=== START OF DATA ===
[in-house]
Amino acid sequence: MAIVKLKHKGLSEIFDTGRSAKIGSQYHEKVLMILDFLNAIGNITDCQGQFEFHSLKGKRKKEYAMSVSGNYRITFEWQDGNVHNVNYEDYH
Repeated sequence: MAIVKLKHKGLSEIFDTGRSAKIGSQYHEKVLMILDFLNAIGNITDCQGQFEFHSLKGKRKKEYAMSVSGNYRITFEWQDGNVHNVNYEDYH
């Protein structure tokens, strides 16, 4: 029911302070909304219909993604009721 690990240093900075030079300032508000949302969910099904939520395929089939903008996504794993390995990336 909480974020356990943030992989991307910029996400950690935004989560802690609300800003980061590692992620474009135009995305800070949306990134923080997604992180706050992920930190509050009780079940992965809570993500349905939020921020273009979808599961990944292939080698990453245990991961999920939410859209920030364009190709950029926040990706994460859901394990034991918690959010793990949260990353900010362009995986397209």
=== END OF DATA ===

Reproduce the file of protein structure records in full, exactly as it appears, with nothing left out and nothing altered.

[in-house]
Amino acid sequence: MAIVKLKHKGLSEIFDTGRSAKIGSQYHEKVLMILDFLNAIGNITDCQGQFEFHSLKGKRKKEYAMSVSGNYRITFEWQDGNVHNVNYEDYH
Repeated sequence: MAIVKLKHKGLSEIFDTGRSAKIGSQYHEKVLMILDFLNAIGNITDCQGQFEFHSLKGKRKKEYAMSVSGNYRITFEWQDGNVHNVNYEDYH
């Protein structure tokens, strides 16, 4: 029911302070909304219909993604009721 690990240093900075030079300032508000949302969910099904939520395929089939903008996504794993390995990336 909480974020356990943030992989991307910029996400950690935004989560802690609300800003980061590692992620474009135009995305800070949306990134923080997604992180706050992920930190509050009780079940992965809570993500349905939020921020273009979808599961990944292939080698990453245990991961999920939410859209920030364009190709950029926040990706994460859901394990034991918690959010793990949260990353900010362009995986397209």